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Thursday, 16 May 2013
Page: 2792

Animal Welfare

Senator IAN MACDONALD (Queensland) (14:38): My question is about a catastrophic animal welfare issue and it is to the Minister for Agriculture, Fisheries and Forestry. I ask Senator Ludwig: as agriculture minister and as a Queenslander, what submissions did he make to the Minister for Sustainability, Environment, Water, Population and Communities, Tony Burke, for permission to allow grazing on national parks for the up to 300,000 head of cattle that are at risk of a horrible death from starvation as a result of the live cattle ban, bushfires and drought? Does the minister agree with the Queensland RSPCA, which said that the Queensland government's decision to allow access to national parks was 'a common-sense solution to a potentially catastrophic animal welfare event'?

Senator LUDWIG ( Queensland Minister for Agriculture, Fisheries and Forestry and Minister Assisting on Queensland Floods Recovery ) ( 14:40 ): There have been, to put it in context, calls for national parks in Queensland to be used for grazing for drought affected cattle. An article to that effect, which seems to be where Senator Macdonald has got his information from, claims that the environment minister, Tony Burke, has dealt with this.

Australian and Queensland national park estates were established for good reasons. This form of land tenure offers real protection to threatened ecosystems and species. But any decision to open them up for grazing, even where this was the former principal land use, needs to be carefully considered by all parties. While the management of national parks in Queensland lies within the responsibility of the state government, many parks have been established to protect matters of national environmental significance. Under the Commonwealth Environment Protection and Biodiversity Conservation Act, actions that have actual environmental significance—

Senator Ian Macdonald: Mr President, I rise on a point of order on the grounds of relevance. I asked the minister what submissions he made, firstly. Secondly, does he agree with what the Queensland RSPCA said? Did you make submissions, Minister? What were they? Do you agree with what the Queensland RSPCA said?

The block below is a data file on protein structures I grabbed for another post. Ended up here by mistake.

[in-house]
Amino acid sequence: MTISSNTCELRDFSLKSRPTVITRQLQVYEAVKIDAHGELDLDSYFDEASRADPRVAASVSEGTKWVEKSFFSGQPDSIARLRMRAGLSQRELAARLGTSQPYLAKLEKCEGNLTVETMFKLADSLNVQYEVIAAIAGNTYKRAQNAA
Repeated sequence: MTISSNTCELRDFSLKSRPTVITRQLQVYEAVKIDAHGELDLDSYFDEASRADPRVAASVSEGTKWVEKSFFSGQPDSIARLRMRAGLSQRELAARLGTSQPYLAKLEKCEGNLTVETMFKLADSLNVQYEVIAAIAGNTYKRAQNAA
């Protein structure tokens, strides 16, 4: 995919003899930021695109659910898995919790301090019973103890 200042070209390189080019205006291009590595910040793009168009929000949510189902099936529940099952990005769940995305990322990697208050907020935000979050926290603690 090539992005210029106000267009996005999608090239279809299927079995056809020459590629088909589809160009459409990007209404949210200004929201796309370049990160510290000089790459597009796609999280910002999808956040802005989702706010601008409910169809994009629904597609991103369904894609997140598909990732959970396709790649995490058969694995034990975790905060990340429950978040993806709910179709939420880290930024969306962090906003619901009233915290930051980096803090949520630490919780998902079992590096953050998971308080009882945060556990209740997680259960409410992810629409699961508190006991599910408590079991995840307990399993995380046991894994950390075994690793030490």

The PRESIDENT: The minister is answering the question. The minister still has 54 seconds remaining.

Senator LUDWIG: It is very important to ensure that we get this right, because the tenor of the question is about grazing in national parks. Of course I have had discussions with Minister Burke about this issue. But, broadly, the issue involves matters under the EPBC Act. The administration of the EPBC Act is a matter for my colleague Mr Burke. We have not received any proposal from Queensland about this at all.

Senator Ian Macdonald: That is a lie!

The PRESIDENT: Order! You need to withdraw that. You cannot accuse—

Senator Ian Macdonald: I have a letter here from the Queensland government. That is an outright lie.

The PRESIDENT: Order! That is a different issue. You cannot use that language in the chamber. You need to withdraw the language. If you wish to pursue the issue—

Senator Ian Macdonald: Mr President, I withdraw the language, but it is a clear untruth. Here is the letter.

The PRESIDENT: That is something that you can pursue later.

Senator LUDWIG: Predominantly it is a matter for Minister Burke to consider. It would be inappropriate for me to comment on this matter. But I can assure you that I am aware of the issues that are facing producers in that region. When I was in that region— (Time expired)

Senator IAN MACDONALD (Queensland) (14:43): Mr President, I ask a supplementary question. Is the minister aware—

Honourable senators interjecting—

The PRESIDENT: Order! Just wait a minute, Senator Macdonald. You are entitled to be heard in silence. I will ask you to start again.